A tribute to classic American jobs
The barber, the butcher, the farmer, the milkman and fireman all conjure up ideas of classic small-town America. In this issue, we take a behind-the-scenes look at some of our favorite men at work — both then and now.
Ryan Carrender, 37
Jefferson City Fire Department, Station No. 3, 2104 Industrial Drive, Jefferson City
Years in the biz: Six and a half
Favorite aspect of the job: You get to make a positive difference in people’s lives. That’s a big thing that I really enjoy. Plus, it’s
unpredictable, and it keeps you on your toes.
Best way to blow off steam? By playing the guitar and singing vocals with my bandmates for Dozer X, a local rock band.
Capt. Donald Thompson, appointed interim fire chief in September 1978, stands in front of the Seagrave engines at Station 621 W. High St. Thompson retired from the department in 1996 and still resides today in Jefferson City today. Photo courtesy of the Jefferson City Fire Department
Luke Webster, 35
Central Dairy, 610 Madison St., Jefferson City
Years in the biz: 15
Favorite aspect of the job: It’s different every day and always a challenge. Keeping up with all of the new products and encouraging customers to try them is always fun. And people love their milkman!
Favorite Central Dairy ice-cream flavor: Moose Tracks. It’s the best ice-cream in the solar system!
Noel Hackman of the Hackman family, who became owners of Central Dairy in the early 1950s, gives a classic welcoming smile during a friendly neighborhood delivery. Prairie Farms bought the company in 2007, but Chris Hackman, grandson of the family, continues to run the day-to-day operations. Photo courtesy of Central Dairy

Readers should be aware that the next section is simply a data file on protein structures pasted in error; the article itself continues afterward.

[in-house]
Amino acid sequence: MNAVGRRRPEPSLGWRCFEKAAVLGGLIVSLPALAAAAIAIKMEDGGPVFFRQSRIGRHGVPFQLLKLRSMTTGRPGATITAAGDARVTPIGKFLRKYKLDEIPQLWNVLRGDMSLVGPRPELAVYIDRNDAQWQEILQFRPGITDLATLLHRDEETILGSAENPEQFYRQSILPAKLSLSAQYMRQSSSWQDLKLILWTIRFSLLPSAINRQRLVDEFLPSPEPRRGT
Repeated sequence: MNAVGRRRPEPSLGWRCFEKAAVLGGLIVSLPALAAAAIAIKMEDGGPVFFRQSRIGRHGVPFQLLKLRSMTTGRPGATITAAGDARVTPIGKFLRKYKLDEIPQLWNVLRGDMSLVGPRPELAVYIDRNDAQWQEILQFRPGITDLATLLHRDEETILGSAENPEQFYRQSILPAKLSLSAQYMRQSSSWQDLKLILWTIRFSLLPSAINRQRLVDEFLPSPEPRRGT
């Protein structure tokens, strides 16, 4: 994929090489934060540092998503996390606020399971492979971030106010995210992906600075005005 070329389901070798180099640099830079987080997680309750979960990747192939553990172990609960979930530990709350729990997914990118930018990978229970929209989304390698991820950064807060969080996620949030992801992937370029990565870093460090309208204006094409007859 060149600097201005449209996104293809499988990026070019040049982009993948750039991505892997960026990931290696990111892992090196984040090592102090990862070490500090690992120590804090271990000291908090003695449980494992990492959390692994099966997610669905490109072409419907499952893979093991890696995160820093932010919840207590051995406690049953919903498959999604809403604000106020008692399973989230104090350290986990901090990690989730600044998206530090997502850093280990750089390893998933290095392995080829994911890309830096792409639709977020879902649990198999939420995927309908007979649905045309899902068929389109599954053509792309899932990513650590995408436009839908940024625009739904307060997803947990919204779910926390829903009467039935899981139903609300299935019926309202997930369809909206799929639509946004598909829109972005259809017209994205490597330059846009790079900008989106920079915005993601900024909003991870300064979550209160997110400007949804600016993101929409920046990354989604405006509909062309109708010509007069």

*Central Dairy is a subsidiary of Prairie Farms.
Larry Horstdaniel, 86
Larry’s Barber Shop, 224 Madison St., Jefferson City
Years in the biz: 60
Favorite aspect of the job: We have some real stories that come through here. Each day is different. It’s what keeps me here. The politicians in town are what have kept me in business over the years.
What keeps him going: Drink two scotches every evening before your meal, and you’ll live to be 100. I’m going to retire when I’m 90, so I’ve got four more years left!
Horstdaniel, a Korean War veteran originally from Westphalia, attended the Moler Barber School of St. Louis before coming to Jefferson City in the 1950s and working as a barber on High Street. In 1971, he opened his own shop at 224 Madison St. in downtown Jefferson City. Photo credit unknown.
Roger Weber, 57
Weber Meat Market, 1708 Missouri Blvd., Jefferson City
Years in the biz: I’ve been doing this forever.
Favorite aspect of the job: I really enjoy the challenge. I like working with unusual things, not elaborate but specialty and custom cuts rather than precut. I don’t try to oversell product and can estimate appropriate portion sizes that are often more delicious, versatile and economical.
Most recommended cut: A big thick bone-in cowboy rib-eye
Weber Meat Service started as a meat locker in the basement of Beck Motors in Freeburg, Mo., in 1960. In 1983, the business moved to Missouri Boulevard in Jefferson City, where it continues to operate today.
Photo courtesy of the Weber family.
Josh Smart, 32
Smart Brothers Farms Inc., 5623 Missouri 94, Tebbetts
Years in the biz: 16
Favorite aspect of the job: I always knew this is what I wanted to do. I like being outdoors, and my job is different every day. Today it’s prepping equipment to put crops in the ground, and the next day it will be working in the field.
Andy Smart, one of three founding brothers of Smart Brothers Farms Inc., sits atop the tractor at the family’s successful crop farming operation located in Tebbetts, Mo. The Smart family farm, dates back more than three generations.